Staffing shortages spell uncertain future for nursing homes – NBC 5 Dallas-Fort Worth


Nursing homes across the country are struggling.

Many are facing closures due to staff shortages and higher operating costs due to inflation and the pandemic.

These closures have multiplied in recent years.

But like everything else, the pandemic and staff shortages of the past year are taking things down an uncertain path.

A recent survey by the American Health Care Association highlights these issues. He revealed that more than half of nursing homes in the United States are operating at a financial loss. Many others are struggling to find staff.

And more than 400 nursing homes are expected to close this year across the country.

old age texasa nonprofit that champions elder care communities across the state, said the same issues were mirrored in Texas.

President and CEO George Linial said that according to the Bureau of Labor Statistics, 12% of the long-term care workforce disappeared during the pandemic in Texas, which is worse than the national average.

“Without enough staff, places had to close wings to reduce admissions, and that’s having an effect on the whole healthcare system as hospitals typically referred to nursing homes for rehabilitation. And some of them they have been unable to find places for people so they stay in the hospital and that just adds to the cost,” Linial said.

There have been dozens of nursing home closures across the state in the past two years including a few in North Texas. And there is concern for more as the staffing crisis continues.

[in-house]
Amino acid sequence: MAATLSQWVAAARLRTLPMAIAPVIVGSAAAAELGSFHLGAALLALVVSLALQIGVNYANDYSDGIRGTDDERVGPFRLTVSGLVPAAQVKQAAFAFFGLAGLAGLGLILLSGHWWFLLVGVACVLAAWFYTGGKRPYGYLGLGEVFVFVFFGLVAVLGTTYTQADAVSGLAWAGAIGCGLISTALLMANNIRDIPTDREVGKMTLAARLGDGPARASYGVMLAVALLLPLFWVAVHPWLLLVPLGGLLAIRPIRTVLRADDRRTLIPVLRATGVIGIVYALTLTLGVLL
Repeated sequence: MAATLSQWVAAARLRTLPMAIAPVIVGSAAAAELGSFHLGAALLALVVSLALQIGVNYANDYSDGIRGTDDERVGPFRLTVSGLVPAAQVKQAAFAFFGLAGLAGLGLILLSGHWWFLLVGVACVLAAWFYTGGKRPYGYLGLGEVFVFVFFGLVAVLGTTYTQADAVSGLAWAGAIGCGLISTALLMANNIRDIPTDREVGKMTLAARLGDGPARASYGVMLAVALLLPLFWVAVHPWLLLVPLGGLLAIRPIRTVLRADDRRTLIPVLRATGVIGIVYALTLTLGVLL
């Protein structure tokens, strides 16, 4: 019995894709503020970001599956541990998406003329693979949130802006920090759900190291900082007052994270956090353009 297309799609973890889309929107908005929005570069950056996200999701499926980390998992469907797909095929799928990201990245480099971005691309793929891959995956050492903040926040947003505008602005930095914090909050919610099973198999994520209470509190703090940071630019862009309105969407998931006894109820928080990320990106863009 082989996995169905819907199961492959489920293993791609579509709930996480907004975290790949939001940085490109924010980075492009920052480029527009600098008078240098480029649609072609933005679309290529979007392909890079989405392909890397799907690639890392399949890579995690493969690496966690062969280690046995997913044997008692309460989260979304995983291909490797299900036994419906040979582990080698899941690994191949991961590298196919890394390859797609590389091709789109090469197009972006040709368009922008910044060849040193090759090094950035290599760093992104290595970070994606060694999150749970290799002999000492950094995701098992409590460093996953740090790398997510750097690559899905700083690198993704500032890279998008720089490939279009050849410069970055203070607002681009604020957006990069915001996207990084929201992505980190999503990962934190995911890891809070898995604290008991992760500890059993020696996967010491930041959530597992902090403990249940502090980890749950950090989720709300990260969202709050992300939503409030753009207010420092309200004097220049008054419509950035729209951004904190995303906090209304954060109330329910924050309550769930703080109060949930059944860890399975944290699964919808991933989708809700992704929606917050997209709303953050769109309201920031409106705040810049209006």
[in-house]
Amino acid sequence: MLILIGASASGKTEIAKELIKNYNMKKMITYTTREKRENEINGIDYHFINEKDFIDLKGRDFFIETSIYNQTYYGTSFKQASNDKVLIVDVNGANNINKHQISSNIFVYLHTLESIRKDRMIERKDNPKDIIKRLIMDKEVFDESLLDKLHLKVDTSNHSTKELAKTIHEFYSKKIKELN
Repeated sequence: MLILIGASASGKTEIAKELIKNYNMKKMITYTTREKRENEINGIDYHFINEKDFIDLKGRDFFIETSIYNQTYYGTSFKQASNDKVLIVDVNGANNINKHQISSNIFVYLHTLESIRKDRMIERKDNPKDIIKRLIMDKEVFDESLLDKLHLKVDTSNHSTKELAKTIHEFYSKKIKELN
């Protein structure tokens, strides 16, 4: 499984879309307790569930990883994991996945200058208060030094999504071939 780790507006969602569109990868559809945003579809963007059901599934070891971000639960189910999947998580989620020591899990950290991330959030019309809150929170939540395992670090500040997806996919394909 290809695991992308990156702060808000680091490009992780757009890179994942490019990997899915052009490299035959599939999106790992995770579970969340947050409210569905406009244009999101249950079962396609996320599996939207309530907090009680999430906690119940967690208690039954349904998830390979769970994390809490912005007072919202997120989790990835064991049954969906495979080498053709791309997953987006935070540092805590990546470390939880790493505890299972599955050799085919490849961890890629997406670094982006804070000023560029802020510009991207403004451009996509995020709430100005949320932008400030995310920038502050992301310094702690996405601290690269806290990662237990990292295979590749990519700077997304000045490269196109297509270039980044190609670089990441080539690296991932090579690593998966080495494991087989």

Currently, there is pressure to increase state funding for nursing homes.

Groups are also pushing for a tuition reimbursement program for those pursuing careers in long-term care.

“We’ve actually introduced this bill twice. In the last two sessions, it’s never really been successful. But we keep pushing for it. And hopefully it will gain traction in the next session. legislative,” Linial said.

Local aged care facilities tell me that retaining people is key.

“There were around 20 retirement homes that closed last year. And several others are kind of on the brink just because they can’t afford the staff salary increases,” Linial said. “About two-thirds of nursing homes have residents on Medicaid. They are therefore dependent on state funding and these public rates have not increased for a long time. So that really strained the system, in terms of how to figure out how to keep staff.

Based in Dallas Manchester care homes and Cambridge Caregivers do everything they can just to do it.

“We have a philosophy: Pay attention to employees who pay attention to you,” said Brian Levy, director of marketing and business development.

Their own CEO recently started pouring money out of his own pocket to cover every employee’s gas.

“We just increased our gas allowance from $25 per child per paycheck to $30 per paycheck. For everyone, anyone full-time, whether you’re the administrator or whether you’re a caregiver or house manager,” Levy said.

Industry leaders say it’s important for families to be aware of what’s going on and ask lots of questions if they have a loved one staying or entering aged care.


Comments are closed.